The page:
Benchmark LB Emerging Markets Index Components of the Model Portfolio EM top down view (regional breakdown) EM bottom up view (country selection) Asset selection Duration view (based on overall country view) US treasury yield curve view (fixed versus floating) Collateralized versus non-collateralized Risk Profile tracking error analysis Yield curve Credit spreads Issuer selection

Themes for 2002

5 Themes High beta countries will outperform in H102 Commodity and oil prices Demand factors may dominate countries that can sustain low oil prices will outperform Limited financing requirements Watch current account/current account dynamics Argentina: has it completely decoupled? Politics Implication of a war in Iraq and continued conflict in Israel/Palestine


Themes for 2002

1. Emerging Markets as a Yield Play Emerging Markets remain attractive from a yield standpoint in H1 02 Outlook for EM ex-Argentina still robust (fundamentals strong, financing requirements limited) Assumption: Global growth conditions remain weak in H1 02; pick up in H2 02 Fed bias in Q1 (and probably Q2) towards growth bias will change to inflation in Q2 and beyond Watch for strong economic data as a precursor to a change in bias Current trade: EM cheap (relative to treasury) begins to get reversed Relative yield differential declines as Fed begins to act on inflation H1 02: High beta names (Russia, Brazil etc.) do well

Themes for 2002

2. Commodity prices: A play on global growth Oil prices, commodity prices remain soft to low as long global growth remains weak LB oil forecast for 2002: $17 p/b If V-shaped recovery does not play out, oil prices remain soft for a longer period Russia will be ok strong reserve build up, stabilization fund, changed geopolitical environment Venezuela will be more worrisome Deteriorating fiscal situation, troubling politics


Themes for 2002

3. Financing Requirements Current Account, Capital Account: will it change in 2002? Major EM Countries Limited gross external financing requirements Multilateral (especial IMF) flushed with liquidity Brazil: Net financing requirement $12 billion, of which public sector will need at most $6 billion Russia: Zero financing requirement (even if oil remains at low levels) Turkey: Moral Hazard at play Argentina: Covered?.but other more important issues to consider Relative to available cash, overall financing requirements seem fairly innocuous

EMG Bonds
Cash Flow Analysis

Overall Market (projections for 2002): Total Interests plus Principal coming due: $39.6 billion
($ billion)

5.0 4.0 3.0 2.0 1.0 0.0 Jan Feb Mar Apr May Jun Jul Aug Sep Oct Nov Dec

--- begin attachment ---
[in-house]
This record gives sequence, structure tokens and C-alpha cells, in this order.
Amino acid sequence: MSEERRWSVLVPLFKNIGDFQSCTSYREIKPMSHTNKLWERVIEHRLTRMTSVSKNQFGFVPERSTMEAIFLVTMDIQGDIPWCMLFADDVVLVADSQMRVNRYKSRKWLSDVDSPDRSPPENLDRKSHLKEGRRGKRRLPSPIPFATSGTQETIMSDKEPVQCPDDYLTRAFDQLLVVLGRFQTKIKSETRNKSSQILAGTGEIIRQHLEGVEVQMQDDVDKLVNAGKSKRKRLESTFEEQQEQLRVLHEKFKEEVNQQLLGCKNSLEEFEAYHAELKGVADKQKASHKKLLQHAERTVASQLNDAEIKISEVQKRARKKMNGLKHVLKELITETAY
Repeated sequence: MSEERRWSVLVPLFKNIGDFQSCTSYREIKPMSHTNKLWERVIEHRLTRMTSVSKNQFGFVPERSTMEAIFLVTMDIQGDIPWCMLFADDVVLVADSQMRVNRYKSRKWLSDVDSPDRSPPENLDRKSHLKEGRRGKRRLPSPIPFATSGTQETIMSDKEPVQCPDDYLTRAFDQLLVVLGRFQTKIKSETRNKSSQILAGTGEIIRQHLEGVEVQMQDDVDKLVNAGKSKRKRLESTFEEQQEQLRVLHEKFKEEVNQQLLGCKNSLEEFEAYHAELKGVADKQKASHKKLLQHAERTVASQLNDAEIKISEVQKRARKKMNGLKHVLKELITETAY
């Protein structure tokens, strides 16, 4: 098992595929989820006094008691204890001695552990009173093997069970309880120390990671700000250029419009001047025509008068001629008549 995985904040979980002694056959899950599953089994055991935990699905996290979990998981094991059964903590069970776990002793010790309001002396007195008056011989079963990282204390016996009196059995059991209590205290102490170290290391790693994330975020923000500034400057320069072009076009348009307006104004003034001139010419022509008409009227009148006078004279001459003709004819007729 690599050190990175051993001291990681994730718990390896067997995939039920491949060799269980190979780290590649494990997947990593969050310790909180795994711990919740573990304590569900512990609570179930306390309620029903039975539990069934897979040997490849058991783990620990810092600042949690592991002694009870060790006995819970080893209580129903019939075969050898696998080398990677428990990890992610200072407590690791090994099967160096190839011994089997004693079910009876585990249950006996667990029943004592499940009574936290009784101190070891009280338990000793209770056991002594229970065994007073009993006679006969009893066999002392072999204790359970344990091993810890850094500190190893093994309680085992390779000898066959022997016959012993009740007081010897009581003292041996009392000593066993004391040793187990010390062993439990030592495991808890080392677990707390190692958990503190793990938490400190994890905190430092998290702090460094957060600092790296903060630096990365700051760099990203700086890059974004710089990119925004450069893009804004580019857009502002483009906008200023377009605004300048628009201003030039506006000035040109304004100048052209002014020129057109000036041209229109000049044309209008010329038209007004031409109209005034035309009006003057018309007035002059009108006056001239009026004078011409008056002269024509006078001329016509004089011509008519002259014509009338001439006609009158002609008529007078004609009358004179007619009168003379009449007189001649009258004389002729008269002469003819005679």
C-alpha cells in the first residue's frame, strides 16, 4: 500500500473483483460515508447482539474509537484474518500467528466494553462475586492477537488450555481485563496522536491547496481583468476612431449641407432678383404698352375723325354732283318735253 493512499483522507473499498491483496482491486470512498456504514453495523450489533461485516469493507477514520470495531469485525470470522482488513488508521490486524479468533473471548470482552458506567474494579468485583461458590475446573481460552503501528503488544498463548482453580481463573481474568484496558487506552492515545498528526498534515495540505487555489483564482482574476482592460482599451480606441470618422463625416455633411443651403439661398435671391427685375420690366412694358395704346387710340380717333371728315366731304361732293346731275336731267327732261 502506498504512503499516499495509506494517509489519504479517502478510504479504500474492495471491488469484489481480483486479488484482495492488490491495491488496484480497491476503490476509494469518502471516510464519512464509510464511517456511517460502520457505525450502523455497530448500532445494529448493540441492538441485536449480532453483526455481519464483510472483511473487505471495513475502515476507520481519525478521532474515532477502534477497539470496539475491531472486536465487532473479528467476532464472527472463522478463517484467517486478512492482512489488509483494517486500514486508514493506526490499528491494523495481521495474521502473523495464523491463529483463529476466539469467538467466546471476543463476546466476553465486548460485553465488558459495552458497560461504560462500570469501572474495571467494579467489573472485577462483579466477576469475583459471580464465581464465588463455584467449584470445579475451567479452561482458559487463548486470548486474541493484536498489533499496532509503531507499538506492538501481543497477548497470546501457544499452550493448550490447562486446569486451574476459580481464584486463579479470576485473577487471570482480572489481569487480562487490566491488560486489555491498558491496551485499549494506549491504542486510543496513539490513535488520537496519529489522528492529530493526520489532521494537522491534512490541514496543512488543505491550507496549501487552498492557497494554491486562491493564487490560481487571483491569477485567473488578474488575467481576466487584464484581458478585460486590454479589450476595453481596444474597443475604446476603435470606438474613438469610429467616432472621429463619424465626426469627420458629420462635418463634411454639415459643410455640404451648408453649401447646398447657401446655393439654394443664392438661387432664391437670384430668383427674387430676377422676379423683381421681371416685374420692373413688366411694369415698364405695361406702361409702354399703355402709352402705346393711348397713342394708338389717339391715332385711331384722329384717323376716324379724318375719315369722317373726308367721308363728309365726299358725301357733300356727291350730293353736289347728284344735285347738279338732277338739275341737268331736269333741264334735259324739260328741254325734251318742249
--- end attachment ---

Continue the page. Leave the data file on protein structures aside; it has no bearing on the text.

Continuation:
EMG Bonds
Issuance to Redemption Analysis

Overall Market Issuance Requirement ($27.8 billion) compares favorably to projected redemption ($39.6 billion)
Emerging Markets Cash to Supply Dynamic, 2002 (US$ billion)
2002 Financing Requirement (1) US$0.0 billion US$5.0 billion US$3.2 billion US$0.0 billion US$4.0 billion US$1.5 billion US$14.1 billion US$27.8 billion US$40.0 billion +US$12.2 billion Of which: US$ US$0.0 billion US$4.0 billion US$2.5 billion US$0.0 billion US$2.0 billion US$1.5 billion US$8.9 billion US$18.9 billion US$32.0 billion +US$13.1 billion uro(2) US$0.0 billion US$1.0 billion US$0.7 billion US$0.0 billion US$2.0 billion US$0.0 billion US$5.2 billion US$8.9 billion US$8.0 billion US$0.9 billion

Argentina Brazil Mexico Russia Turkey Philippines Others Total Issuance Total Available Funds Differential

Source: Lehman Brothers (1) Need to access international capital markets (2) Total available funds on the euro side under-estimate the total cash available. Index definition used to calculate cash flow


Themes for 2002

4. Argentina: has it decoupled completely? Recent price action suggests market has decoupled from Argentina Potentially more downside for Argentina Rest of the market: limited contagion fears Only exception: Brazil (potential peso devaluation could put pressure on the real/interest rates/growth debt dynamics) Buy opportunities for the rest of the Market


Themes for 2002

5. Politics Geopolitical Considerations Security remains of paramount importance Attack on Iraq? Negative for Turkey, Qatar, Egypt etc. Political implications for Russia and Turkey Conflict between Israel and Palestine: broader implication for the region and global politics? Domestic Politics Elections in Brazil Venezuela: The Chavez Drama Nothing significant in Asia and Europe


An Example of Lehman Analysis

Will Turkey Outperform in 2002? Moral Hazard Trade at Play Debt rollover and domestic financing gap covered Positive implications for currency, deposit composition and debt dynamics It is not about the money, it is all about confidence Currency and deposit switch Debt dynamics Rollover flexibility Confidence and investor sentiment will improve only if authorities undertake credible and strong implementation of the reform agenda


An Example of Lehman Analysis

Will Turkey Outperform in 2002? Risks on the Horizon Challenging economic environment Challenging global environment Domestic political risks A war with Iraq? Are the spreads too tight? At 200 bps tight to the overall index and 300 bps to Brazil, Turkey offers limited near-term upside Strong performance since beginning of September (has outperformed regional peers incl.. Russia) Although attractive from a diversification standpoint, near-term outperformance is conditional on significant and credible progress on the reform agenda especially banking sector